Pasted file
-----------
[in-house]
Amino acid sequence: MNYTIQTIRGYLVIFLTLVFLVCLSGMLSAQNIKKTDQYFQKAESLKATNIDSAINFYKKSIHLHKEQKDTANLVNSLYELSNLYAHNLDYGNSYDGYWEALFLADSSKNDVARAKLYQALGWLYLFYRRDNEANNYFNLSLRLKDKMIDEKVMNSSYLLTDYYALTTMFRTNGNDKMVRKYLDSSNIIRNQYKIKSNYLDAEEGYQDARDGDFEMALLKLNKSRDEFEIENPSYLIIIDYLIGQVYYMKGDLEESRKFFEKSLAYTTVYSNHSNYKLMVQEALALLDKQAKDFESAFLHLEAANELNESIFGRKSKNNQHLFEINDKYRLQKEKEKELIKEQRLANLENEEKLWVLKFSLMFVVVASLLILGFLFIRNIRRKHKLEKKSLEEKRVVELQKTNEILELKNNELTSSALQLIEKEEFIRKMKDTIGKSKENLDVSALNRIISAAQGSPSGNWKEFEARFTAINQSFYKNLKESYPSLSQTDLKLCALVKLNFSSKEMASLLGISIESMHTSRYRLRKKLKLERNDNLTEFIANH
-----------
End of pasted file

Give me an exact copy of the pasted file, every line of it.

[in-house]
Amino acid sequence: MNYTIQTIRGYLVIFLTLVFLVCLSGMLSAQNIKKTDQYFQKAESLKATNIDSAINFYKKSIHLHKEQKDTANLVNSLYELSNLYAHNLDYGNSYDGYWEALFLADSSKNDVARAKLYQALGWLYLFYRRDNEANNYFNLSLRLKDKMIDEKVMNSSYLLTDYYALTTMFRTNGNDKMVRKYLDSSNIIRNQYKIKSNYLDAEEGYQDARDGDFEMALLKLNKSRDEFEIENPSYLIIIDYLIGQVYYMKGDLEESRKFFEKSLAYTTVYSNHSNYKLMVQEALALLDKQAKDFESAFLHLEAANELNESIFGRKSKNNQHLFEINDKYRLQKEKEKELIKEQRLANLENEEKLWVLKFSLMFVVVASLLILGFLFIRNIRRKHKLEKKSLEEKRVVELQKTNEILELKNNELTSSALQLIEKEEFIRKMKDTIGKSKENLDVSALNRIISAAQGSPSGNWKEFEARFTAINQSFYKNLKESYPSLSQTDLKLCALVKLNFSSKEMASLLGISIESMHTSRYRLRKKLKLERNDNLTEFIANH